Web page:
A version of this article originally appeared on Now Lebanon.
A clip of Al-Jadeed anchor Rima Karaki shutting down London-based cleric Sheikh Hani al-Sibai during a televised interview has received international attention. As a journalist and a feminist, I initially cheered at Karaki’s satisfying take down of her patronizing guest. But as the video went viral, I found myself struggling to come to terms with the ways that the clip was repurposed and framed by many international media outlets.
Mic.com wrote: “This Lebanese TV anchor just silenced the misogynist who told her to ‘shut up.’” Daily Dot referred to Karaki as “a strong female figure in a country where women’s rights are still commonly ignored.”Buzzfeed initially ran the headline “Badass journalist shuts a man down after he says it’s beneath him to be interviewed by a woman.” The headline has since been revised and now reads “to be interviewed by her.”
Though the clip does have the virality factor that now drives the 24-hour news cycle, it was not in itself a stand out moment in Arab broadcasting. Anyone who frequently watches Arabic channels is aware that it is not a rare sight to see a female Arab anchor engage in a heated discussion with male guests. Lebanese talk shows, especially, have a flair for the sensational, and often feature impassioned debates, swearing, and even (occasionally) physical altercations. Formidable women anchors of all ages and religions have become a common feature across many Lebanese and pan-Arab television networks – a fact that was not made apparent in any international coverage of the incident.
Western media also misrepresented the content of the now-famous interview by relying on a relatively accurate, but ultimately skewed translation provided by “media watchdog” MEMRI (the Middle East Media Research Institute). According to the subtitles they provided, the cleric tells Karaki “it is beneath me to be interviewed by you. You are a woman who,” before being cut off by the presenter.
A more accurate translation would be: “I do not get honor by being interviewed by you. You are a person who…”
This is not to say that the cleric’s statements and tone were not unwarranted and disrespectful. But the blatant misogyny reported by western media was simply not there. Karaki herself later said in an interview with the Guardian that she “did not want to blame Sibai’s behavior on sexism.”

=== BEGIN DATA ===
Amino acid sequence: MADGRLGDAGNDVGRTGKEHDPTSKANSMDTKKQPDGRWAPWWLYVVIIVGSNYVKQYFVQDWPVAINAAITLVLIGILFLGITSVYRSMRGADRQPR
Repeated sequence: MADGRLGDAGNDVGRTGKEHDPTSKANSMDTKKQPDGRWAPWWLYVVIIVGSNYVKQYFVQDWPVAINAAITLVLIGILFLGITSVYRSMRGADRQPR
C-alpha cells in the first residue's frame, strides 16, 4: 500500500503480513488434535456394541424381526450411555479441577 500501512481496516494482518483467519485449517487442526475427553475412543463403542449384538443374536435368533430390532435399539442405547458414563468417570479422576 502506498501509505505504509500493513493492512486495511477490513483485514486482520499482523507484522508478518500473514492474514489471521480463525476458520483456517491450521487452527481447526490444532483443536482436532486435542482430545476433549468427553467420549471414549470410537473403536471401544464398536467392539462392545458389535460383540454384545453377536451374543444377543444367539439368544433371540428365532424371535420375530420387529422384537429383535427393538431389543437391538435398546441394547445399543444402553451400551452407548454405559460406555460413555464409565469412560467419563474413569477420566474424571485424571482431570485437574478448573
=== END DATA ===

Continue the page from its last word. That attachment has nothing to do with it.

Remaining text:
An investigation by the Global Post has since pointed out the somewhat contentious history of MEMRI, which has a track record of providing mistranslations that “reflect badly on the character of Arabs.”
Though the cleric’s sharp words to Karaki may not have been as overtly gendered as was originally reported, this is not to say that the situation of women in the Middle East, or in Arab media, is favorable in any way. But western media’s constant framing of Arab women as either submissive victims in need of saving, or rare diamonds in the rough, is both patronizing and dehumanizing.
Nesrine Malik’s hard-hitting op-ed in the Guardian points out that:
“It is the creepiest of obsessions, hiding behind the pretense of concern, while actually being akin to the behavior of a peeping tom, both in terms of the smug reaffirmation of the western consumer’s implied superior values, and as a general fixation on Arab women as exotic creatures whose value is derived solely from their imprisonment in a gilded cage. I don’t know how many photo essays from Iran and Saudi Arabia of women shaving their legs in sepia-toned images we need to see before we get it; Arab women are not frozen in 2D behind a burqa.”
This trend is also noticeable in the coverage of female Kurdish fighters, which has been called “bizarre, myopic, and orientalist.” In 2014 Marie Claire was heavily criticized for publishing an article profiling a number of Kurdish combatants, some as young as 12 and 14. After facingaccusations of glorifying “inspirational” child soldiers, the magazine re-purposed the story by removing the profiles of the underage girls. Vogue also famously found itself in hot water for running a 2011 profile of Syrian first lady Asma al-Assad, dubiously titled “a Rose in the Desert.” The article, which described the ruling family as “wildly democratic,” was later pulled from Vogue’s website without explanation.
Those who initially reported on Karaki’s clip are surely well-meaning, as there is a natural human instinct to cheer for the perceived underdog, especially in cases where misogyny is involved. The perception that it is exceptional for an Arab woman to do her job, or demand respect, is false. Arab women are not only journalists, they are human, and that should come as a surprise to no one.